16 June 2024

Film Review – Boiling Point (2021)

It’s a high pressure working environment – we’ll avoid the obvious puns – but, once you’ve seen Philip Barantini’s Boiling Point, you may never look at a restaurant in quite the same way again. You’ll wonder what’s going on behind the scenes, even though you’ll never find out. Because this is a world where appearances count for everything.

In the centre of this particular maelstrom is high flying chef Andy (Stephen Graham). The day is, as the manager calls it, Mad Friday – the last Friday before Christmas – so the family owned restaurant is fully booked, although as the evening progresses, they accommodate a group without a reservation. It’s a tense environment at the best of times but now it’s seconds away from exploding. And Andy has all manner of problems both at work and away from it.

Barantini’s film started life as a short of the same name, again with Graham in the lead. It was shot in one take – so is this feature version, but now it lasts 90 minutes – and that, coupled with the hand held camera work following the chef and other members of the team around the restaurant makes for an immediate and intimate experience, one fuelled by pure adrenaline. The only time the camera can’t follow somebody is when they retreat into the loo for a cry – which happens more than once – but we can still hear them from the other side of the door.

The reasons why Andy is struggling are hinted at to begin with and then become all-too-clear as the film hurtles towards its climax. It means the job is collapsing around him – there’s an EHO waiting for him when he arrives at work, to find that the restaurant has slipped from a 5 rating to a 3. Orders aren’t up to date, they’re short of some essential items so can’t provide the full menu. His staff are unhappy and his solid-as-a-rock sous chef, Carly (an excellent Vinette Robinson), is stuck between him and everybody else – and she’s had enough. Added to that, restaurant manager Beth (Alice Feetham) is constantly on everybody’s case but clearly doesn’t understand how the place works and won’t let anybody help her. That she’s the owner’s daughter doesn’t help matters.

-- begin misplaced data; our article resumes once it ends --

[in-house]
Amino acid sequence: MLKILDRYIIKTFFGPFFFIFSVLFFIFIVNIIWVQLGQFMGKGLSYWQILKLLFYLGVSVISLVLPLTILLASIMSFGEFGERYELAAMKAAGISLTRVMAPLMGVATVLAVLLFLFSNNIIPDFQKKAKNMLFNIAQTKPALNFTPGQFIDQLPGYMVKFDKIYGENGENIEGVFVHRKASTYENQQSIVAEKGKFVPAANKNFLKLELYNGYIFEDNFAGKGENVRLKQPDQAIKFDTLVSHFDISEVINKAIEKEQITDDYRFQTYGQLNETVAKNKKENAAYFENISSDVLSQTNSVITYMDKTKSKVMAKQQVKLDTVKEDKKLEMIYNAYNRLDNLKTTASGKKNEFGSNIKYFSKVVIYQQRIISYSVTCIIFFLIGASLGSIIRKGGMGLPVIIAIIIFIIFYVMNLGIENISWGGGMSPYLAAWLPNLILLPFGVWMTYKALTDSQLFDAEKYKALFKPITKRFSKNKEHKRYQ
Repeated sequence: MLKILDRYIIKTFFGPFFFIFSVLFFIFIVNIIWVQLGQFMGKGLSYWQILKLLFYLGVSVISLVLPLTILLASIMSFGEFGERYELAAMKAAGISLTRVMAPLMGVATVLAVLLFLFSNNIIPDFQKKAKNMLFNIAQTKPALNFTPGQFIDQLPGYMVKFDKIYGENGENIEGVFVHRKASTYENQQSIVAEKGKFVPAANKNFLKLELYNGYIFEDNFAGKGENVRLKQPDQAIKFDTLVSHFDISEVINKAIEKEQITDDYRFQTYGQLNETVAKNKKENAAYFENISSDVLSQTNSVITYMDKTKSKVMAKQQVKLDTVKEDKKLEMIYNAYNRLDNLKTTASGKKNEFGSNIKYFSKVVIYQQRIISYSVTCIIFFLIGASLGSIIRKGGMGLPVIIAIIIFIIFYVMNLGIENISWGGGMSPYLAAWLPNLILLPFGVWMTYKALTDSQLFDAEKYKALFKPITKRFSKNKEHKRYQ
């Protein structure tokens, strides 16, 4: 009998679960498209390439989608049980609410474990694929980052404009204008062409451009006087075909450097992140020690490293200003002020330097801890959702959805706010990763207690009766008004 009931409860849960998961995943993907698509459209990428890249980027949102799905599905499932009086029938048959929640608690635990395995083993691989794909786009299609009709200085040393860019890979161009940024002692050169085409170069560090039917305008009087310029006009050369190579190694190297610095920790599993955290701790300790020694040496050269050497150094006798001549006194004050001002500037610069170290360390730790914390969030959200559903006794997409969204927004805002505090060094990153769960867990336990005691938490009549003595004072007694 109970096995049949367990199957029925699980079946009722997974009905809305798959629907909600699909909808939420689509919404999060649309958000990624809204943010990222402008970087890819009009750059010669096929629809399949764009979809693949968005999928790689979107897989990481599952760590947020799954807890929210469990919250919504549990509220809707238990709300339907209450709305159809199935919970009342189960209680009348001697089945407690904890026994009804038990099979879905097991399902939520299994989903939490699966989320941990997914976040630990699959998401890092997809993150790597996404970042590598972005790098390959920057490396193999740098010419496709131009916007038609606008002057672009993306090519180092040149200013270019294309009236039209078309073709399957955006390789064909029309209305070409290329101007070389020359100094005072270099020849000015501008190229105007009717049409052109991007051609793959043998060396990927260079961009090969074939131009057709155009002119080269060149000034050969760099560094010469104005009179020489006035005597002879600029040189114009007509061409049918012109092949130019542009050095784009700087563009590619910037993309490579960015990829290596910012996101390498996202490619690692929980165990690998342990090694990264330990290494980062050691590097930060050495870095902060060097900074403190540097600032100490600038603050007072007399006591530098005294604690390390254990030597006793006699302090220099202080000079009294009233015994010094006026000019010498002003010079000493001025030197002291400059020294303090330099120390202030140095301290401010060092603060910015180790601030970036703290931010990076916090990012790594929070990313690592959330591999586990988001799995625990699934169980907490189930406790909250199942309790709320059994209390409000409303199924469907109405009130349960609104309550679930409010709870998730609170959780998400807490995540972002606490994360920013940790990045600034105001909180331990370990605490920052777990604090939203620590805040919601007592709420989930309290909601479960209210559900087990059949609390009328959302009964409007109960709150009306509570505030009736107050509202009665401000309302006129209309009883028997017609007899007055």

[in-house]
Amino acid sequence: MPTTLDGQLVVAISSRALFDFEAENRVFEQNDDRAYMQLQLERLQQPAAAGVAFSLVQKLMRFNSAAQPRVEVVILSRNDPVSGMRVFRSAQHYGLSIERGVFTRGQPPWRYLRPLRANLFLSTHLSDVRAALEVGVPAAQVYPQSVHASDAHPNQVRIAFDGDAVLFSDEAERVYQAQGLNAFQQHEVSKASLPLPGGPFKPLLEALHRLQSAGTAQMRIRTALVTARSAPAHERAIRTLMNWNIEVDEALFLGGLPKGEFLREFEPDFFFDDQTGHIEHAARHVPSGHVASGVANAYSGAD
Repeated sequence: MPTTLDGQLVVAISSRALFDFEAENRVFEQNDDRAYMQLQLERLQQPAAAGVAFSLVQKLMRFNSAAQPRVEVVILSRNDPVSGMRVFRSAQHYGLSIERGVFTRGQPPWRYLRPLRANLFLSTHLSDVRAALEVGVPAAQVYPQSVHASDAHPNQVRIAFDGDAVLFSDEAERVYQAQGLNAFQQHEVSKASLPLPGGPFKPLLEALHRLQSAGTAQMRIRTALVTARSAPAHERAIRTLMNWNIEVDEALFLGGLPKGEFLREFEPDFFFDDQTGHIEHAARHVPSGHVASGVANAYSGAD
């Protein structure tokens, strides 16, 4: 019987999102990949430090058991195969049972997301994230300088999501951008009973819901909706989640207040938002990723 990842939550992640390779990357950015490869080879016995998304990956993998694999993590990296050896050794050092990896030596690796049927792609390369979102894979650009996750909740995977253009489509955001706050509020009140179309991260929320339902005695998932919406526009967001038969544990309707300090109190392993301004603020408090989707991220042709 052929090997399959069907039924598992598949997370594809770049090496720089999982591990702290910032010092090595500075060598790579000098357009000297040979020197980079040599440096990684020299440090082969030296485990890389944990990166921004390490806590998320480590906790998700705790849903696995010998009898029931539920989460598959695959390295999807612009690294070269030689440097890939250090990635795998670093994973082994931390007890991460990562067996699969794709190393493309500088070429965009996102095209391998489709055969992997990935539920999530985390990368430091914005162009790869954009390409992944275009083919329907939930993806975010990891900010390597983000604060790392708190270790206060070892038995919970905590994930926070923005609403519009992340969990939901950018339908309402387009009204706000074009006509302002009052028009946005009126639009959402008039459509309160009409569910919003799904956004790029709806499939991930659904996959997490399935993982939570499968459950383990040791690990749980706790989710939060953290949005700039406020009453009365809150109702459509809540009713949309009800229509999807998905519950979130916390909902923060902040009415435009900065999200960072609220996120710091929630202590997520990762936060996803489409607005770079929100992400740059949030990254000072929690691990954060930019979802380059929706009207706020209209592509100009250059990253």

Inevitably, it all comes to an explosive head, but along the way it oozes stress from every pore, so there are times when you don’t want to look at the screen: you have a horrible feeling you know what’s coming next but you’d rather not see it. What you don’t see coming is the ending, which is shocking and all the more so because it takes place on the other side of a door. You’re only allowed to witness it through glass, with the confusion of muffled sound.

Boiling Point does so much really well. Graham is exemplary, proving yet again – does he need to? – that he’s one of our biggest acting talents, and there’s some great performances among the supporting characters. That it’s been expanded to fit a 90 minute format shows, however, in the story line about a TV chef who is supposedly Andy’s friend. But as a piece of gripping drama, it grabs hold of you from the first moment and never, ever loosens its grip, as well as giving you an insight into an entirely different world. It’s a character study, a slice of life, a riveting drama and a one shot wonder.


Drama | UK, 2021| 15 | 7th January 2022 (UK) | Cinema, Digital | Vertigo Releasing |Dir. Philip Barantini | Stephen Graham, Vinette Robinson, Jason Flemyng, Alice Feetham, Ray Panthaki, Hannah Walters

Originally posted as part of our 2021 BFI London Film Festival coverage | original post

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